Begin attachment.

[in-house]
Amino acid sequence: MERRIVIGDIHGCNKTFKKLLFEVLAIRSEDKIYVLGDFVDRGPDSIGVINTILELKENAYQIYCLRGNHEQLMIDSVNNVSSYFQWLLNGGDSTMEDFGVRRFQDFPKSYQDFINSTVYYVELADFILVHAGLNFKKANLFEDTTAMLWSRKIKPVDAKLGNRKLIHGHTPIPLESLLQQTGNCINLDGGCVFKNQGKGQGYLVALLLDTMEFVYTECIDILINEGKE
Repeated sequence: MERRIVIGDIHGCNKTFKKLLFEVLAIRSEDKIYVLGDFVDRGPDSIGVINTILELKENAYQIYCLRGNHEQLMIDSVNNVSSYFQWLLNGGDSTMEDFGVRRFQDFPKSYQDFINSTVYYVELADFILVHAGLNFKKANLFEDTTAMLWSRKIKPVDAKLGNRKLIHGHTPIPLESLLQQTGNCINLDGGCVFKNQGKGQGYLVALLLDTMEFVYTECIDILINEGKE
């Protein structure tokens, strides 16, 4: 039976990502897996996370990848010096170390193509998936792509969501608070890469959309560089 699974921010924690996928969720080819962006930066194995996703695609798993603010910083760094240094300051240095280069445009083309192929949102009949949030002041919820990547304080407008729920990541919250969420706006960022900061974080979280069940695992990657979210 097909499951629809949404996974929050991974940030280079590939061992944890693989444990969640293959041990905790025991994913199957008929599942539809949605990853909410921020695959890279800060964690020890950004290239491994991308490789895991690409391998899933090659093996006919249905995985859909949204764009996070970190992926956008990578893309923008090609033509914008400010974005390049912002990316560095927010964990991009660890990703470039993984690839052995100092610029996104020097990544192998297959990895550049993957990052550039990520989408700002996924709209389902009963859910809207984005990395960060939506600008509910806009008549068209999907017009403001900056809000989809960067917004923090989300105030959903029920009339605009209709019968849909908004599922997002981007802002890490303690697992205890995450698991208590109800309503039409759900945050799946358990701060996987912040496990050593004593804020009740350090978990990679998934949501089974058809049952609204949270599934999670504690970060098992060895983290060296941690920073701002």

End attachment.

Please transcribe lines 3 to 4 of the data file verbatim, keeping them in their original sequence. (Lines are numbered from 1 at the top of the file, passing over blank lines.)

Repeated sequence: MERRIVIGDIHGCNKTFKKLLFEVLAIRSEDKIYVLGDFVDRGPDSIGVINTILELKENAYQIYCLRGNHEQLMIDSVNNVSSYFQWLLNGGDSTMEDFGVRRFQDFPKSYQDFINSTVYYVELADFILVHAGLNFKKANLFEDTTAMLWSRKIKPVDAKLGNRKLIHGHTPIPLESLLQQTGNCINLDGGCVFKNQGKGQGYLVALLLDTMEFVYTECIDILINEGKE
């Protein structure tokens, strides 16, 4: 039976990502897996996370990848010096170390193509998936792509969501608070890469959309560089 699974921010924690996928969720080819962006930066194995996703695609798993603010910083760094240094300051240095280069445009083309192929949102009949949030002041919820990547304080407008729920990541919250969420706006960022900061974080979280069940695992990657979210 097909499951629809949404996974929050991974940030280079590939061992944890693989444990969640293959041990905790025991994913199957008929599942539809949605990853909410921020695959890279800060964690020890950004290239491994991308490789895991690409391998899933090659093996006919249905995985859909949204764009996070970190992926956008990578893309923008090609033509914008400010974005390049912002990316560095927010964990991009660890990703470039993984690839052995100092610029996104020097990544192998297959990895550049993957990052550039990520989408700002996924709209389902009963859910809207984005990395960060939506600008509910806009008549068209999907017009403001900056809000989809960067917004923090989300105030959903029920009339605009209709019968849909908004599922997002981007802002890490303690697992205890995450698991208590109800309503039409759900945050799946358990701060996987912040496990050593004593804020009740350090978990990679998934949501089974058809049952609204949270599934999670504690970060098992060895983290060296941690920073701002």